2002 Canadian Computing Competition, Stage 2
Day 1, Problem 1: Spam
Unsolicited email (spam) is annoying and clutters your mailbox. You are to write a spam filter - a program that reads email messages of regular ASCII characters and tries to determine whether or not each message is spam.
How can we determine whether or not a message is spam? Spam contains words and phrases that are not common in genuine email messages. For example, the phrase
MAKE MONEY FAST, HONEY!!
is in all-uppercase, contains the word "money" and ends with a double exclamation mark.
One way to create a spam filter is to read through many spam and non-spam messages and to come up with a set of rules that will classify any particular message as spam or not. This process can be tedious and error prone to do manually. Instead you will write a program to automate the process.
A useful step in automatic classification is to split the text up into set of trigrams. A trigram is a sequence of three adjacent characters that appear in the message. A trigram is case sensitive. The example above is composed of the trigrams:
If we examine a sample of spam and non-spam messages we find that some trigrams are more common in spam; whereas others are more common in non-spam. This observation leads to a classification method:
- Examine a sample consisting of a large number of spam messages. Count the number of times that each trigram occurs. In the example above, there are 20 distinct trigrams; the trigrams ONE and NEY occur twice each and the remaining 18 trigrams occur once each. (Trigrams that do not occur are considered to occur 0 times.) More formally, for each trigram t we compute the frequency fspam(t) with which it occurs in the sample of spam.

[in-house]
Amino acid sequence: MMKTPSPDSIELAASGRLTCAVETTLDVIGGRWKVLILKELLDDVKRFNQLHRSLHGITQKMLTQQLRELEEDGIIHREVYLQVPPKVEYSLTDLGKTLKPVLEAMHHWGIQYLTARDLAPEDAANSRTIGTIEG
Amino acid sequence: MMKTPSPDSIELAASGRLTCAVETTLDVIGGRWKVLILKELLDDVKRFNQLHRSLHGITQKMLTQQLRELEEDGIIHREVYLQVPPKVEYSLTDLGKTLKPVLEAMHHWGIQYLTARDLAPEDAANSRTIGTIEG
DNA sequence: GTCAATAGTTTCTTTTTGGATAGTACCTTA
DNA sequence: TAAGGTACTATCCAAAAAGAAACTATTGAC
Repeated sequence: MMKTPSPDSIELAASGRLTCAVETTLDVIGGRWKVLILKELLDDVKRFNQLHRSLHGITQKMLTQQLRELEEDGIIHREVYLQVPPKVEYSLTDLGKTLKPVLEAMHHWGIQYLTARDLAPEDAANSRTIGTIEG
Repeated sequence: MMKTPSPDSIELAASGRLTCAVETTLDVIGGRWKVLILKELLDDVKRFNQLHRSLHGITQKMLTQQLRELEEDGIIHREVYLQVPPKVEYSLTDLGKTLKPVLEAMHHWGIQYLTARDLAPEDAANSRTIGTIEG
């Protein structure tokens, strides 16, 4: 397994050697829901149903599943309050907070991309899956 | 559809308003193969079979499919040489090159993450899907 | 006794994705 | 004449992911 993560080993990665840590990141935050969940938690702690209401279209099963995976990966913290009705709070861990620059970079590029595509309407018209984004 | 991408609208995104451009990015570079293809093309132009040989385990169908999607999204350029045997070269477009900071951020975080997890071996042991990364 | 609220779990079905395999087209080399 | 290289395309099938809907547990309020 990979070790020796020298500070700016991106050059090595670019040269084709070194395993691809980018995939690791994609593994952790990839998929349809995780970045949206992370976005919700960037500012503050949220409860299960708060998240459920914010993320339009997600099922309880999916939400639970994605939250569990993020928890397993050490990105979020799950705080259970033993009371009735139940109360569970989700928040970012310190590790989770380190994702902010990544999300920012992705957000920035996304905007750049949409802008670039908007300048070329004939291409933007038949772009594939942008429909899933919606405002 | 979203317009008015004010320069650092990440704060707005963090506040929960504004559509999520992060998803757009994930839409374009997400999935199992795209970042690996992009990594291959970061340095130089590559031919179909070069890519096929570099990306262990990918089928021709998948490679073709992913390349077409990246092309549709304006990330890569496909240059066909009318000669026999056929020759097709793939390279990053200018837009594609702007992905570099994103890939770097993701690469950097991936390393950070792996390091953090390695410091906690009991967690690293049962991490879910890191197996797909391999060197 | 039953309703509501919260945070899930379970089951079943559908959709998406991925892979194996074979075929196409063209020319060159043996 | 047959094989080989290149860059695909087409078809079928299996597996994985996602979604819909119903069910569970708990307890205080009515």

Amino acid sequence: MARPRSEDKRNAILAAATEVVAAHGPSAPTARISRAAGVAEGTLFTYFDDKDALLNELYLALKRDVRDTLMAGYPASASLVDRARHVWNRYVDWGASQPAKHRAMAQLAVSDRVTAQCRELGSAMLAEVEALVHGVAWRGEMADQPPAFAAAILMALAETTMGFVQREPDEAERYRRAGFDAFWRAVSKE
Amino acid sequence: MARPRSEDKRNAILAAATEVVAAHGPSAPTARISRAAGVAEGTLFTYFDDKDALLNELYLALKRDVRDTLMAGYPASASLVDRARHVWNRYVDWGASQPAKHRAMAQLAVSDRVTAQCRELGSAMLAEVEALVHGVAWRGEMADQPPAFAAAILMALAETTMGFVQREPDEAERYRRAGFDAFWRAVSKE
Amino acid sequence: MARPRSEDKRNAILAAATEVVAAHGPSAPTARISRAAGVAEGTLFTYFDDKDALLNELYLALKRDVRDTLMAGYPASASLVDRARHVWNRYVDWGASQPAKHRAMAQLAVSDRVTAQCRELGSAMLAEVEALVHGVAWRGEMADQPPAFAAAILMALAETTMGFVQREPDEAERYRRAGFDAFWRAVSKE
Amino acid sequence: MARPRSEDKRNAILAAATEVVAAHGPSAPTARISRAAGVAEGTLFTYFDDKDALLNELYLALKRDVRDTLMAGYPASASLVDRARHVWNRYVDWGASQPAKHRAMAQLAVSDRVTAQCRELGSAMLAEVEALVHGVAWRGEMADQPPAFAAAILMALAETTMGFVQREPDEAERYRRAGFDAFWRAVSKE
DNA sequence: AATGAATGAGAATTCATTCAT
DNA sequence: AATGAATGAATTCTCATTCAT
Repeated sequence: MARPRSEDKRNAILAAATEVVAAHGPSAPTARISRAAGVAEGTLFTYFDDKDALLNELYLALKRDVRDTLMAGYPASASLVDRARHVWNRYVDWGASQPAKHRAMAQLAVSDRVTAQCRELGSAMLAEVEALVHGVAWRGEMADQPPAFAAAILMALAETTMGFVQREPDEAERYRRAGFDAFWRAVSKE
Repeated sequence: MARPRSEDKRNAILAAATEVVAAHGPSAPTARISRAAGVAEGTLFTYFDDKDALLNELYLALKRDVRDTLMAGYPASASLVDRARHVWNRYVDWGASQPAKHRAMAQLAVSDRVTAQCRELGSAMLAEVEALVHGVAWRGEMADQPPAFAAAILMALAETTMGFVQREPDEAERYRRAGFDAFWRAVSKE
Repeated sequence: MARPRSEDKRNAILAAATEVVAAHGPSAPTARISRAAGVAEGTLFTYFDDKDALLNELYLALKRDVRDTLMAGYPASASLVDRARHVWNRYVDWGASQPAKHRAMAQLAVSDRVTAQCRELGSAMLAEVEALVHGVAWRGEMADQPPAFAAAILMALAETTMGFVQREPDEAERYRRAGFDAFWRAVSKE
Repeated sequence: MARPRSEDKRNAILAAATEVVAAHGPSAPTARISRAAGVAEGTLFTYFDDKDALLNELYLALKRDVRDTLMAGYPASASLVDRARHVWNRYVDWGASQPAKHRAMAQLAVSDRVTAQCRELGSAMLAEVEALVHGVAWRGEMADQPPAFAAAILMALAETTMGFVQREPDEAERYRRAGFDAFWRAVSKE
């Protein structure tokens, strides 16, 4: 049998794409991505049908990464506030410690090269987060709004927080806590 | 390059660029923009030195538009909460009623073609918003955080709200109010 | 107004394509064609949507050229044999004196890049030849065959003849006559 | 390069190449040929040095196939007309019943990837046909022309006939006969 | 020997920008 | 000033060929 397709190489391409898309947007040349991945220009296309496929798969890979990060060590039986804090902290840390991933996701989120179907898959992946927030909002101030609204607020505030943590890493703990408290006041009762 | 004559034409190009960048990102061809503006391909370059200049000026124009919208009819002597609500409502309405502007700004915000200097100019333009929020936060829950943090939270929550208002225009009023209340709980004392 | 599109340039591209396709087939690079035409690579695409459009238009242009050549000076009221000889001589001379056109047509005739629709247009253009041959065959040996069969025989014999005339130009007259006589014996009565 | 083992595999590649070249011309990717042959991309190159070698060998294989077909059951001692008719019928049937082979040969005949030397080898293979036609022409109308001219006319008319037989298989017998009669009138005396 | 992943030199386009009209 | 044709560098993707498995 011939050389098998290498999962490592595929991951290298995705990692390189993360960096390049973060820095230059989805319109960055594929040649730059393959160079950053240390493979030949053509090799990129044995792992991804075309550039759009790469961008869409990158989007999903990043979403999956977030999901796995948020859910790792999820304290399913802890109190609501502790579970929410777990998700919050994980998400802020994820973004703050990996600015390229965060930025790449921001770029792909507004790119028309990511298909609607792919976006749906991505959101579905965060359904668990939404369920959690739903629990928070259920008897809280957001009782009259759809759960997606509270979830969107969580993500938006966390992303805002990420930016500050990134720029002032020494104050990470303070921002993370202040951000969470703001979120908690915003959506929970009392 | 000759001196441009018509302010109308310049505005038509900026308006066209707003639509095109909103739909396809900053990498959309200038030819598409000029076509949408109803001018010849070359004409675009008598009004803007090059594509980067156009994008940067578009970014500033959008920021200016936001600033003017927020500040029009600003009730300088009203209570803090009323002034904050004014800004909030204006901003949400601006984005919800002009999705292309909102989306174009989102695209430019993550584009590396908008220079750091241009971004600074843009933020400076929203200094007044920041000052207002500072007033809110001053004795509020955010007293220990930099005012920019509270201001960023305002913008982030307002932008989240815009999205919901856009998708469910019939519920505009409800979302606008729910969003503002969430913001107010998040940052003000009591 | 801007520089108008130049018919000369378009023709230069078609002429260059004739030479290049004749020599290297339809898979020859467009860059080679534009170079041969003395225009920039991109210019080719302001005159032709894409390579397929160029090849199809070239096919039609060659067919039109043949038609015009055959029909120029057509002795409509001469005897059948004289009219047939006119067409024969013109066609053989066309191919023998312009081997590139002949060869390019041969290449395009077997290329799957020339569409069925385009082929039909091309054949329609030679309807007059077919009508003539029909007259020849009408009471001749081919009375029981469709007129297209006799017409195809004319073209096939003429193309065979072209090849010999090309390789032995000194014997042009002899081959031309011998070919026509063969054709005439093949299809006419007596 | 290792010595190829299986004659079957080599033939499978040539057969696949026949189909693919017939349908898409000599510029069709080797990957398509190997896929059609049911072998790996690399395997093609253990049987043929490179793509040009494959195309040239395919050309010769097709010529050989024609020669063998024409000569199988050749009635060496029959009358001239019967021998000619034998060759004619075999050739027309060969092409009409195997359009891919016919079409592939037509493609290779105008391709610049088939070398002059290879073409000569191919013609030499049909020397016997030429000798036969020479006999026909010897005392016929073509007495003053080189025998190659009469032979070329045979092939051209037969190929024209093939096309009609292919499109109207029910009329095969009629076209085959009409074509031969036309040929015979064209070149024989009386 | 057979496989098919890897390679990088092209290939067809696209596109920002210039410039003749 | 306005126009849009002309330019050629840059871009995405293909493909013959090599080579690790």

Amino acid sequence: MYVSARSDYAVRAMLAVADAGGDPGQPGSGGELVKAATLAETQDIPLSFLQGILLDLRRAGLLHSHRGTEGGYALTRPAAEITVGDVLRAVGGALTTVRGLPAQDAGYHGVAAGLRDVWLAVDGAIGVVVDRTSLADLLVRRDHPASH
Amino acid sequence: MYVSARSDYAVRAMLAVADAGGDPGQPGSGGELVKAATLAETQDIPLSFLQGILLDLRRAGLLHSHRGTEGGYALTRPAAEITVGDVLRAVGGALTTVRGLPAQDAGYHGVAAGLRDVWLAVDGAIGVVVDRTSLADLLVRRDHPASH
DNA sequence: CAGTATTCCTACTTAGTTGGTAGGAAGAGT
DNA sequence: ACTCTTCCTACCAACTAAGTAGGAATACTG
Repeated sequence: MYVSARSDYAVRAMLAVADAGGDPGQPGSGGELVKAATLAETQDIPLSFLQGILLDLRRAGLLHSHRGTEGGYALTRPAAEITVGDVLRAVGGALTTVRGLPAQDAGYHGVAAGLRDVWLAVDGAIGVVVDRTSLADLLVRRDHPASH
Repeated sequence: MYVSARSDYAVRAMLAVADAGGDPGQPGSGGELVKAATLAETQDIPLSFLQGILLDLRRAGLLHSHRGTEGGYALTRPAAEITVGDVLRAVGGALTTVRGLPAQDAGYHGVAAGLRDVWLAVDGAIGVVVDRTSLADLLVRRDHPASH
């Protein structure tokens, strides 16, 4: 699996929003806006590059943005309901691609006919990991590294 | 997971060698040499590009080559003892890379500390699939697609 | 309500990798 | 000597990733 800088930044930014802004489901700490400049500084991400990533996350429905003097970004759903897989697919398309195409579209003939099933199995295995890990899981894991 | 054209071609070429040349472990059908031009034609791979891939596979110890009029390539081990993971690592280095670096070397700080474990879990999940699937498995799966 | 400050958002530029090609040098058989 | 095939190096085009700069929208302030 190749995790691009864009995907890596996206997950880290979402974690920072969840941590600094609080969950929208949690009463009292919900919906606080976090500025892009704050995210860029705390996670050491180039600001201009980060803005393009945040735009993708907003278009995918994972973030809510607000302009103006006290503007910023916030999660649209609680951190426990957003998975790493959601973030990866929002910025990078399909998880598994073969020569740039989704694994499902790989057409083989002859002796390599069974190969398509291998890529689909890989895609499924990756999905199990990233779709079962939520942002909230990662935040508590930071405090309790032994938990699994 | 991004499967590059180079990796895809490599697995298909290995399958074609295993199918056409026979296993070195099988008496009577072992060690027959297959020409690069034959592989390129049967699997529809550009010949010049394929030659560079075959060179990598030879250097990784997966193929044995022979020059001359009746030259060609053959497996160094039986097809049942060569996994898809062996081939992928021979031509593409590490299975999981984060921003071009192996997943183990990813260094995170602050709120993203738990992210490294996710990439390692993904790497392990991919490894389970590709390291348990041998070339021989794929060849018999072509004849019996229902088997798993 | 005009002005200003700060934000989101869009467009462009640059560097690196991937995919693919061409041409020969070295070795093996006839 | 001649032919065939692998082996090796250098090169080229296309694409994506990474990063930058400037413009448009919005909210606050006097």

- Examine a sample consisting of a large number of non-spam messages. Compute fnon-spam(t), the frequency with which each trigram t appears in the sample of non-spam.
- For a each message to be filtered, compute fmessage(t) for each trigram t.
- If fmessage resembles fspam more closely than it resembles fnon-spam it is determined to be spam; otherwise it is determined to be non-spam.
- A similarity measure determines how closely f1 and f2 resemble one another. One of the simplest measures is the cosine measure:
Then we say that a message is spam if
similarity(fmessage, fspam) > similarity(fmessage, fnon-spam)
The first line of input contains three integers: s the number of sample spam messages to follow; n the number of sample non-spam messages to follow; c the number of messages to be classified as spam or non-spam, based on trigram the trigram frequencies of the sample messages. Each message consists of several lines of text and is terminated by a line containing "
ENDMESSAGE". This line will not appear elsewhere in the input, and is not considered part of the message.
For each of the c messages, your program will output two lines. On the first line, output similarity(fmessage, fspam) and similarity(fmessage, fnon-spam). On the second line print the classification of the message ("spam" or "non-spam"). Round the numbers to five decimal digits.
When forming trigrams, we never include a newline character. We don't include trigrams that span multiple lines, either. So in the first spam message of Sample Input 1, the only trigrams are:
"AAA", "BBB", "BB ", "B ", " C", " CC", and "CCC".
Sample Input 1
2 1 1 AAAA BBBB CCCC ENDMESSAGE BBBB ENDMESSAGE AAAABBBB ENDMESSAGE AAABB ENDMESSAGE
Sample Output 1
Sample Input 2
Found in this file
Sample Output 2
Point Value: 10
Time Limit: 3.00s
Memory Limit: 16M
Added: Apr 17, 2009
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